Dolores HerreroAbout me...
My name is Lola. I am a woman with a passion for art history, above all the Middle Ages and mostly the Gothic period. I am currently devoted to the study and compilation of gargoyles, a task that I truly enjoy.
However, my passion for the Gothic period started long ago. As a child, I was already enticed by fabulous and imagination-filled worlds. I remember devouring comics and terror and mystery books, absorbed by all of those fantasy worlds that still mesmerise me.
I remember my enthusiasm for the woods, like Merlin’s Forest, that I naturally visited on a trip to Brittany, or Bomarzo’s Forest, whose namesake novel I read a couple of times, not only because of the attractive personality of the main character, but also because of the forest of monsters enthralling me from the moment I delved into the book, a forest that I also visited on one of my trips to Italy. Fantastic creatures, monsters, castles, woods… all of them led me to a new path in life, turning my hobby into a profession.
Writers like Walpole, Lewis, Poe, Lovecraft, Le Fanu, Hoffmann, Stoker, Shelley… have been my preferred writers, and in the same way as Gothic fiction has refined my reading, Gothic art has fortified my artistic sensitivity. I not only enjoyed and continue to enjoy literature and art, but also cinema, with unrivalled films such as those of the production company Hammer.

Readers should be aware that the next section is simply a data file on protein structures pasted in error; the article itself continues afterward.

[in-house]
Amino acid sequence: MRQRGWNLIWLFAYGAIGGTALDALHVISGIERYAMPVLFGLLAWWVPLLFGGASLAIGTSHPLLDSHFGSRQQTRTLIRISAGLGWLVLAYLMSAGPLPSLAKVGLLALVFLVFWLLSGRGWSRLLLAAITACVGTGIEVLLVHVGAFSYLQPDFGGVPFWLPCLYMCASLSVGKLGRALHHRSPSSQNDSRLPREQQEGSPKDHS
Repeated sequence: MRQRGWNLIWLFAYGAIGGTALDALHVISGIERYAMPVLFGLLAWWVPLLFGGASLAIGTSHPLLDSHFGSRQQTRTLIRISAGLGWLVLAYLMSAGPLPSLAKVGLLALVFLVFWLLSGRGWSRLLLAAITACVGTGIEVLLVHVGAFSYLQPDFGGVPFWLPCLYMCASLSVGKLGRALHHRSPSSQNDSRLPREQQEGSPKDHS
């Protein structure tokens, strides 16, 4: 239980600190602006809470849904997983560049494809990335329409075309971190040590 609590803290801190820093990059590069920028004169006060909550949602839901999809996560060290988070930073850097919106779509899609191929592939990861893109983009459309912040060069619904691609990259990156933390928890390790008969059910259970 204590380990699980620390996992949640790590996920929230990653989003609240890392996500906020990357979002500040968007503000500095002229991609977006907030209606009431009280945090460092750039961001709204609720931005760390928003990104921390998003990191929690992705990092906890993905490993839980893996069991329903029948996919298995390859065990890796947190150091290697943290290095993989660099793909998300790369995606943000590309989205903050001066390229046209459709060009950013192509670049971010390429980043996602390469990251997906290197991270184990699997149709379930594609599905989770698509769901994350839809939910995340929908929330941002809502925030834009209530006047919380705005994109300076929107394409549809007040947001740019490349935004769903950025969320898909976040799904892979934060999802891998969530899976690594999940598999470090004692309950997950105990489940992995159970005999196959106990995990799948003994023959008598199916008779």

My interest for literature evolved not only through reading but also through writing. As a Child Literature writer, I discovered the passion for creating and above all sharing. With my young readers, I have lived and continue to live marvellous experiences and encounters.
When I study a work of art, I like to observe it, to pay attention to every detail, to analyse it, to try to discover its inner meaning. Every gargoyle enshrouds a story, an artist, an emotion, a sculptor with incalculable creativity and imagination.
Travelling to the past through art is magnificent and exciting. However, as with history, art is not the past, present or future and instead it is timeless. It is cyclical and everything is learnt, repeated, imitated and updated. It is a fascinating journey.
Although I am passionate about art in general, I am currently committed to the world of gargoyles and their research. “The whole secret of life is to be interested in one thing profoundly and in a thousand things well” (Horace Walpole).
I believe the study of gargoyles is very significant, not only because of their historical, artistic, archaeological, documentary, and architectural interest, but also because the damage and erosion of these pieces for a variety of reasons -climate (rain, humidity, wind), chemistry (pollution), biology (birds, moss), or humans (lack of maintenance, direct attacks)- means we are witnesses of sculptures that are likely to disappear eventually. Making photographs and studying them keeps them alive in memory and history. “What we lose in life, we recover through Art” (P. G. Wodehouse).
My passion for these fabulous creatures has comprised not only bibliographical and documentary studies and research, but has also driven me -and still drives me- to travel seeking new gargoyles to photograph and study. This has taken place not only in Castilla y León as part of my thesis, but also further afield in the rest of Spain and other countries.